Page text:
Time poverty – the idea that there’s not enough time to do all the work we need to do. Is ‘time poverty’ a perception or a reality?
The reality is, you’ll never get more than 24 hours out of every day. Working longer hours doesn’t help. Your productivity actually decreases the longer you work in a given day. Your perception, or intuitive understanding of your time, is what matters. A key to managing productivity is in how you use the time you’ve got.
There’s lots of time that can be used more efficiently. Time gets lost to ineffective meetings, distractions and context switching between tasks. By spending your time more wisely, you can actually get more done. This often results in:
When you have too many things vying for your attention, it slows you down and results in lower productivity overall. Do your best to remove every distraction that pulls you off tasks.
Cell phones, email and message apps are the most common drain on productivity. Set the ringer on your phone to vibrate, set specific times for checking email, and close irrelevant browser tabs. With this approach, your work will be less interrupted throughout the day.
To-do lists are a great way to help you focus on exactly what you need to accomplish each day. Some people do best with a physical list like a notebook, and others do better with digital tools.
Your list can be as sophisticated, or as simple as you like, but just making a list is not enough. What goes on your list makes all the difference. Every item that goes on your list should be actionable. The trick for this is to make sure there’s a verb. For example, “Smith project” is not actionable enough. “Outline key deliverables on Smith project” gives you a more concrete task to complete.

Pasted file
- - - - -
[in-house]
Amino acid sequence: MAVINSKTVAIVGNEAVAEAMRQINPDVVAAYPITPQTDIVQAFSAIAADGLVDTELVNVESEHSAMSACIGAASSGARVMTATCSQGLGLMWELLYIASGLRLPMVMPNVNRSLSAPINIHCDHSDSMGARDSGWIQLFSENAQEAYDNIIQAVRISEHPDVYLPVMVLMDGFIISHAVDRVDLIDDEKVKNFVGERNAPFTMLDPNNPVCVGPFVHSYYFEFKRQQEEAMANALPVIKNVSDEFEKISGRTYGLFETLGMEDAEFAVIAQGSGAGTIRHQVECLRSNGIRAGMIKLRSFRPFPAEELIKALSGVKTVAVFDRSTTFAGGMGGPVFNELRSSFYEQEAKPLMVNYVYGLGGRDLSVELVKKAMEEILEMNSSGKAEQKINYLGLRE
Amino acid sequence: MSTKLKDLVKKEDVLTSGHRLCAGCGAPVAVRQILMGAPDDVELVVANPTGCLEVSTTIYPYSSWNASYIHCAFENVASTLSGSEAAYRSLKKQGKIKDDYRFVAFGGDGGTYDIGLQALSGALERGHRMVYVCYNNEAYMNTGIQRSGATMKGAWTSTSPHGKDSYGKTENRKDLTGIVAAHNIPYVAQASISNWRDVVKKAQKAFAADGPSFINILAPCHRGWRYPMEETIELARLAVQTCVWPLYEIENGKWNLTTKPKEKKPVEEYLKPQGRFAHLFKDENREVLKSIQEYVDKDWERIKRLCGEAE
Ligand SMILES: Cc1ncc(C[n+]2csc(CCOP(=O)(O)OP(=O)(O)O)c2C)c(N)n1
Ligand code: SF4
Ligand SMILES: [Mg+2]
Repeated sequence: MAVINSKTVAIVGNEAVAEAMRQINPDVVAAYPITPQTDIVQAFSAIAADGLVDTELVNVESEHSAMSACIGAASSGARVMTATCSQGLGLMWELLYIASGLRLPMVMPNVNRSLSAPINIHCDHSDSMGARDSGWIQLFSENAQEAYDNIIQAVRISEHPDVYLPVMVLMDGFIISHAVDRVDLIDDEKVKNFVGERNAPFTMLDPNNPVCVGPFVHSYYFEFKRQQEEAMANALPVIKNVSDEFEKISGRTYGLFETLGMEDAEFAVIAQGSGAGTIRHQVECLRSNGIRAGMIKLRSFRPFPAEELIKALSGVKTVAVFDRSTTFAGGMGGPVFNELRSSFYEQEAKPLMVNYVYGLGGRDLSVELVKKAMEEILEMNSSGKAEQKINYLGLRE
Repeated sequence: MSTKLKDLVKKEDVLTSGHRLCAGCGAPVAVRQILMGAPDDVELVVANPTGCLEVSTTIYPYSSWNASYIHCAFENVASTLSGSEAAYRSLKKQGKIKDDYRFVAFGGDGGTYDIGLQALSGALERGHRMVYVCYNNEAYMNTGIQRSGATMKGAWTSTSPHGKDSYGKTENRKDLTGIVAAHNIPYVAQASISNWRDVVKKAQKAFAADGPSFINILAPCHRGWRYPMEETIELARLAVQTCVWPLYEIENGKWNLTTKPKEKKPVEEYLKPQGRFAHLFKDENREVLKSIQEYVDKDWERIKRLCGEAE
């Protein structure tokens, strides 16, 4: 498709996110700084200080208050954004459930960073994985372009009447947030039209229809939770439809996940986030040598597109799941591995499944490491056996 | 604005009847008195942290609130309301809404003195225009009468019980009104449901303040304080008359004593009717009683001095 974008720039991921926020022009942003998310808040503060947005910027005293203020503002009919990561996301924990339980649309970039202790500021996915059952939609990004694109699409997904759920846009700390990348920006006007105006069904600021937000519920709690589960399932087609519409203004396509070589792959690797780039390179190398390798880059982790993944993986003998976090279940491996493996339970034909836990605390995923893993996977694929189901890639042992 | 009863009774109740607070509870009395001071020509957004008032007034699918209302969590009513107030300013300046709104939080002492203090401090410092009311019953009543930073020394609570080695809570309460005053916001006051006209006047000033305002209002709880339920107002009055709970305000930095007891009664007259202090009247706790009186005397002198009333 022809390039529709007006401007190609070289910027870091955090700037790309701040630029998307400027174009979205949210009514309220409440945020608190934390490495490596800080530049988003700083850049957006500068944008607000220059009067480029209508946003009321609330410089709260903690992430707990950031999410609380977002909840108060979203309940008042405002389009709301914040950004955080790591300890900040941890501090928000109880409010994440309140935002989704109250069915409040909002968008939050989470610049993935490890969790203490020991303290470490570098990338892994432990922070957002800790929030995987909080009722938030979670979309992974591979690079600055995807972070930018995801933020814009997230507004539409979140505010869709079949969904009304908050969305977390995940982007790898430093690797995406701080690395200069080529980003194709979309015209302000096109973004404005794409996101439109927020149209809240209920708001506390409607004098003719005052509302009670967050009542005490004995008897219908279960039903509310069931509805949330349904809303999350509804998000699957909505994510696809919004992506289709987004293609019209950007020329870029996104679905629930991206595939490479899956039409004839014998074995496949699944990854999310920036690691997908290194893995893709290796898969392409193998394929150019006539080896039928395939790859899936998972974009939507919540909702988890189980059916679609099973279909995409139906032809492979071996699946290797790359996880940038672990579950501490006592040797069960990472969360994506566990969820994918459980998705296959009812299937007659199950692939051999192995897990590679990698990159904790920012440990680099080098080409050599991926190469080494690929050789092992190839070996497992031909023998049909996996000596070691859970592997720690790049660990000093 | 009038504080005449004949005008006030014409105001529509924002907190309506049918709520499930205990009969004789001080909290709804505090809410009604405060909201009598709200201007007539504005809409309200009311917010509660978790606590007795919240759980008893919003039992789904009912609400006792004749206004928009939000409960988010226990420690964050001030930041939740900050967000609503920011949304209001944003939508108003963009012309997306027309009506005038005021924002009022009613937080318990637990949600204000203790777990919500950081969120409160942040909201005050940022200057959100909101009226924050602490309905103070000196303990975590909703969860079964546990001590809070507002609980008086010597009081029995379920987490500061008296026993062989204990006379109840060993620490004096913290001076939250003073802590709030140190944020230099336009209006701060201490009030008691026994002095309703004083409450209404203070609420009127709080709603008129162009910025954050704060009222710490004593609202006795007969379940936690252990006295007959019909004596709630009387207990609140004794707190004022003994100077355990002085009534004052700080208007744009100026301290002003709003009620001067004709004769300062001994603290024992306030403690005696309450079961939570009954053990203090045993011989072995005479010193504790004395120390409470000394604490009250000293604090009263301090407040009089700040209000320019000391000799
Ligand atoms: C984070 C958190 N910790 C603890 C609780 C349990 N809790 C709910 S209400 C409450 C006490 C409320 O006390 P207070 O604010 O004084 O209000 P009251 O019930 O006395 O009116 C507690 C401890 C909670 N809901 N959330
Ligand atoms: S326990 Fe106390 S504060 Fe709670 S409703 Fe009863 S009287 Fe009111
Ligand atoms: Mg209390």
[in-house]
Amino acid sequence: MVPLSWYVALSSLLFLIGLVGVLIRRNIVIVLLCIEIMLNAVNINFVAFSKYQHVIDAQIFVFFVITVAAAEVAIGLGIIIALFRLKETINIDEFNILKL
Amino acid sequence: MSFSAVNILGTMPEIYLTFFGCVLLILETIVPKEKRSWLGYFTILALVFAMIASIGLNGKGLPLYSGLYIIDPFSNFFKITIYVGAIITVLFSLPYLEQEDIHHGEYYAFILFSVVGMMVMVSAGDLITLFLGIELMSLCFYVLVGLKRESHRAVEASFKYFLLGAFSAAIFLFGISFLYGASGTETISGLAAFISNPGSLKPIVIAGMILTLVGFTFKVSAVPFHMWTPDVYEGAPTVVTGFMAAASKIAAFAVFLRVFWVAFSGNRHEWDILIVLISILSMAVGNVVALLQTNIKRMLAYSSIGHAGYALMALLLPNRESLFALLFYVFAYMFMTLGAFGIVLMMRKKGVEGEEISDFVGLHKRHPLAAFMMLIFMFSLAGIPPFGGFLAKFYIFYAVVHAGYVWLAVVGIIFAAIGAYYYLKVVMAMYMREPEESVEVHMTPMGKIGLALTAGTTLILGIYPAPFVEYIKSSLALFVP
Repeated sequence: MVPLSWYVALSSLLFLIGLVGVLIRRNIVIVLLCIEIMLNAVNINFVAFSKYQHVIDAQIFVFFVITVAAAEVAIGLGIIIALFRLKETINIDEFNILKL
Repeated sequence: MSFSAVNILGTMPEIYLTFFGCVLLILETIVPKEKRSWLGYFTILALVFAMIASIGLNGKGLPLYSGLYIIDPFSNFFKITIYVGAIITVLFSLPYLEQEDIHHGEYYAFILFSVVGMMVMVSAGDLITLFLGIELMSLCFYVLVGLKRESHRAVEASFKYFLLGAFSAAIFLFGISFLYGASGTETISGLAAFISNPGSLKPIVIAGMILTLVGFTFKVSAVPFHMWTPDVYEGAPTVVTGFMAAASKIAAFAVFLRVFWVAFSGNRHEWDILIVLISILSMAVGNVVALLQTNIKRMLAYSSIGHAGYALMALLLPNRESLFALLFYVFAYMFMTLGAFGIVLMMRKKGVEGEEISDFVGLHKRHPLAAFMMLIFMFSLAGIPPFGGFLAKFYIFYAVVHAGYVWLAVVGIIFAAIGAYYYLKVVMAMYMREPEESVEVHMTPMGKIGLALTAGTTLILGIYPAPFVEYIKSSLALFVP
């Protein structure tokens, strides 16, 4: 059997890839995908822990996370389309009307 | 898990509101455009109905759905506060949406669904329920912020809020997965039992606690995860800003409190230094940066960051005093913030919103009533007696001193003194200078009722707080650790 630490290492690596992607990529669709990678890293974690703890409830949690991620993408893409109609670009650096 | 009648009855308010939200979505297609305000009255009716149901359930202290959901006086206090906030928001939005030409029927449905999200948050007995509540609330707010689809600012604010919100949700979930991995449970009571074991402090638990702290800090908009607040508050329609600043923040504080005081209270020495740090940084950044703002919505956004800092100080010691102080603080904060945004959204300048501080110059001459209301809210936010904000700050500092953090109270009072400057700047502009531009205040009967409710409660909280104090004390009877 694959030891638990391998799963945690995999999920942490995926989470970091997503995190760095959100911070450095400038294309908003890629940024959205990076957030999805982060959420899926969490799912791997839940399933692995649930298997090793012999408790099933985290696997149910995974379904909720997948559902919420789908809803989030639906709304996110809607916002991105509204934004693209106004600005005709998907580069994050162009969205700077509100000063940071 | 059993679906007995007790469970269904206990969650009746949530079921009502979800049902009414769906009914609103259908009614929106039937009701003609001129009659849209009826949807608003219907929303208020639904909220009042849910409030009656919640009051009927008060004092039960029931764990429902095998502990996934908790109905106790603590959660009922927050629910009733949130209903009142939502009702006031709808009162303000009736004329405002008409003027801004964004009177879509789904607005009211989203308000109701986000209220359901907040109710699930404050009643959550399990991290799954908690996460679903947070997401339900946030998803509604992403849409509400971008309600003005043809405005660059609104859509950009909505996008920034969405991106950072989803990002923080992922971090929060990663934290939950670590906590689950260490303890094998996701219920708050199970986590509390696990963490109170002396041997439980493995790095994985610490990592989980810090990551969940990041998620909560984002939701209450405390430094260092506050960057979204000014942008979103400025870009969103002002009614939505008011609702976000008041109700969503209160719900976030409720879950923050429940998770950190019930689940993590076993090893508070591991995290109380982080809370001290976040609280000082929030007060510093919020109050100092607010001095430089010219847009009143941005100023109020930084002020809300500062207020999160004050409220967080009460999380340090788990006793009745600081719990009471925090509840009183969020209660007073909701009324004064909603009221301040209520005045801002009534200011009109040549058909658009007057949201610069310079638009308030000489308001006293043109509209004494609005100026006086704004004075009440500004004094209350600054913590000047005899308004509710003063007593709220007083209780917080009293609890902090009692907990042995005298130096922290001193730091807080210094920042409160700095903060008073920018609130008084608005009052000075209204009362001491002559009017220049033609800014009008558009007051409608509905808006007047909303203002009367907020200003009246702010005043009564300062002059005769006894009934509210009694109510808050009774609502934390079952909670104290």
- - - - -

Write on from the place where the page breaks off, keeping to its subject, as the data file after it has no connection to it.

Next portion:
Overwhelmed by an unclear or unwieldy task? Break it into 10-minute mini-tasks instead. This can be a great way to take something unmanageable and turn it into something that is achievable.
The beauty of 10-minute tasks is that they can be fit into many parts of your day. When you get into the office in the morning and are feeling fresh, kick off your day with a burst of productivity from a few 10-minute tasks. Losing momentum in the afternoon? A 10-minute job can help you regain your momentum.
10-minute tasks are also a good way to identify tasks that can be delegated to others. The ability to delegate work is often one of the most effective management techniques. By finding a simple task that can be accomplished by another member of your team, you can make short work of a big job.
Another drain on productivity is the urge to keep pressing ahead on a task to complete it without taking a break. Suddenly you feel really fatigued, or hungry, and you realize you haven’t gone to the bathroom in hours! Your concentration is affected, and therefore your productivity decreases.
Set benchmarks for taking breaks and stick to them. For example, commit to once per hour to get up and move around for 5 minutes. If you’re pressed for time, stand up and stretch for 2 minutes. Changing the position of your body and focusing on the present moment will help to relieve any mental tension that has built up in your mind.
Hydrate your mind with a glass of water. When your body is not properly hydrated, it can put increased stress on your brain. As little as a one to three per cent decrease in your hydration can negatively affect your memory, concentration and decision-making.
Time is limited and time poverty is just an idea. How you choose to spend the time you have in each day is what’s important. When you develop new, healthy habits, you’re able to increase your productivity, and direct your time in the ways that give the most value.
Join me at my session, Mindless multitasking: a dummy’s guide to productivity, atDrupalCon in Seattle, April 8-12, 2019.